We report a method for tracking individual quantum dot (QD) labeled proteins inside of live cells that uses four overlapping confocal volume elements and active feedback once every 5 ms to follow three-dimensional molecular motion. This method has substantial advantages over three-dimensional molecular tracking methods based upon charge-coupled device cameras, including increased Z-tracking range (10 ?m demonstrated here), substantially lower excitation powers (15 ?W used here), and the ability to perform time-resolved spectroscopy (such as fluorescence lifetime measurements or fluorescence correlation spectroscopy) on the molecules being tracked. In particular, we show for the first time fluorescence photon antibunching of individual QD labeled proteins in live cells and demonstrate the ability to track individual dye-labeled nucleotides (Cy5-dUTP) at biologically relevant transport rates. To demonstrate the power of these methods for exploring the spatiotemporal dynamics of live cells, we follow individual QD-labeled IgE-Fc?RI receptors both on and inside rat mast cells. Trajectories of receptors on the plasma membrane reveal three-dimensional, nanoscale features of the cell surface topology. During later stages of the signal transduction cascade, clusters of QD labeled IgE-Fc?RI were captured in the act of ligand-mediated endocytosis and tracked during rapid (~950 nm/s) vesicular transit through the cell.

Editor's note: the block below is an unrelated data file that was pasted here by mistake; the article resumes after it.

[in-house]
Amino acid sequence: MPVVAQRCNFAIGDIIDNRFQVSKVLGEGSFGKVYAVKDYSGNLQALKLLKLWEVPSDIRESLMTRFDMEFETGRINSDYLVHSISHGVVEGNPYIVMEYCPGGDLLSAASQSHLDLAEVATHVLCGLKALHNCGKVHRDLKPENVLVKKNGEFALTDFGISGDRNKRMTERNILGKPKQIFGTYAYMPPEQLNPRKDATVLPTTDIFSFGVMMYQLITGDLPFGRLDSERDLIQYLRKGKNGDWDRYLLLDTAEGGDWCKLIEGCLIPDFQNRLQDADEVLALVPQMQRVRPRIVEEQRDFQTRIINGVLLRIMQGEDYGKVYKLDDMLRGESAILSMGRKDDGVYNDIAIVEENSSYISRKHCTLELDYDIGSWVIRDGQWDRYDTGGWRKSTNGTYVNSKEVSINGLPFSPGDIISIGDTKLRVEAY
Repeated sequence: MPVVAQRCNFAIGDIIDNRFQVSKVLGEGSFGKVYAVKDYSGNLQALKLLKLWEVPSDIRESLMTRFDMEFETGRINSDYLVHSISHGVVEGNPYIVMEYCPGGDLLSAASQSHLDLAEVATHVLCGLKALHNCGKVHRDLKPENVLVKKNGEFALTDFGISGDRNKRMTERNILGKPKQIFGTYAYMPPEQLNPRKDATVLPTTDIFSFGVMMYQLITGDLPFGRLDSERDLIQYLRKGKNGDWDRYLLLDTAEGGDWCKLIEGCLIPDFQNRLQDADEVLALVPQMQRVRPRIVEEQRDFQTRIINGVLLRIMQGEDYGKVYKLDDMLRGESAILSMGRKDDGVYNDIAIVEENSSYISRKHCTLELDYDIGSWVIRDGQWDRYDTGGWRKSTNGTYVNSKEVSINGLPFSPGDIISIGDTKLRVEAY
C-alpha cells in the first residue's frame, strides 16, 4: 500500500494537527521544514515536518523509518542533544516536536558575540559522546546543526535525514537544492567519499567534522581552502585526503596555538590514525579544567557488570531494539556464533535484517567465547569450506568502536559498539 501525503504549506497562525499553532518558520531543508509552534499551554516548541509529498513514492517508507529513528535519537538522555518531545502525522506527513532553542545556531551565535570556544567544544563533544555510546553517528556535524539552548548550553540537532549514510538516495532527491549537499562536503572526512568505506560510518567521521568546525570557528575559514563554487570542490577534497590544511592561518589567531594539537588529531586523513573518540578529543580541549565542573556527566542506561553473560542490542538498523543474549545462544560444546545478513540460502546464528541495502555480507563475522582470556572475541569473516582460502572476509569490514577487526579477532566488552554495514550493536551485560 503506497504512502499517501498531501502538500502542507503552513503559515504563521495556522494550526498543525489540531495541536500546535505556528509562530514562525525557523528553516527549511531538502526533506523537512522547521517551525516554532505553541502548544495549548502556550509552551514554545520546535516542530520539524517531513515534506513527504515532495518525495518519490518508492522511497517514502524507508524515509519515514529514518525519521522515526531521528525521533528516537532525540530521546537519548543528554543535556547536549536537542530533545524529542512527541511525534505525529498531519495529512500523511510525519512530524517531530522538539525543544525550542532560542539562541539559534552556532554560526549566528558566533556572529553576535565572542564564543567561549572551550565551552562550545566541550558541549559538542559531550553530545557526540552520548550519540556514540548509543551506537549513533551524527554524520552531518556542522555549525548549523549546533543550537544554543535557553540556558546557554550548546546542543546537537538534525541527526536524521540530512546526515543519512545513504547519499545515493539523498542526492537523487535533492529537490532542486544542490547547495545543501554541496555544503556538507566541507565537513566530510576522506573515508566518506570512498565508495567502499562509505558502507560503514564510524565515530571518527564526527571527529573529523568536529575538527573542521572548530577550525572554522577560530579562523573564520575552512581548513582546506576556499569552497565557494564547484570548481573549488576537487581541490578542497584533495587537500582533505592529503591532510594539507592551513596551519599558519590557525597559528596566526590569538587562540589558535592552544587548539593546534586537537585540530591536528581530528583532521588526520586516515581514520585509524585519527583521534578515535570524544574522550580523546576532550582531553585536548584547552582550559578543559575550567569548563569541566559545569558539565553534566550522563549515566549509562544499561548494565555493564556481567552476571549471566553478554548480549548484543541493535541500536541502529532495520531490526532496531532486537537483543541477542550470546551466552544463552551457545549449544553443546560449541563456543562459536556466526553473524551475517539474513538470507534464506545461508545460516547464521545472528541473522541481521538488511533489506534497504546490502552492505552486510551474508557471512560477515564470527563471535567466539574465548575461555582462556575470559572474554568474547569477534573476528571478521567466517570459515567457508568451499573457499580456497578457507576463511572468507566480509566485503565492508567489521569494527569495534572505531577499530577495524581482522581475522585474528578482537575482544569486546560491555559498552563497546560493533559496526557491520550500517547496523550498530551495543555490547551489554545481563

Related JoVE Video
Journal of Visualized Experiments
What is Visualize?
JoVE Visualize is a tool created to match the last 5 years of PubMed publications to methods in JoVE's video library.
How does it work?
We use abstracts found on PubMed and match them to JoVE videos to create a list of 10 to 30 related methods videos.
Video X seems to be unrelated to Abstract Y...
In developing our video relationships, we compare around 5 million PubMed articles to our library of over 4,500 methods videos. In some cases the language used in the PubMed abstracts makes matching that content to a JoVE video difficult. In other cases, there happens not to be any content in our video library that is relevant to the topic of a given abstract. In these cases, our algorithms are trying their best to display videos with relevant content, which can sometimes result in matched videos with only a slight relation.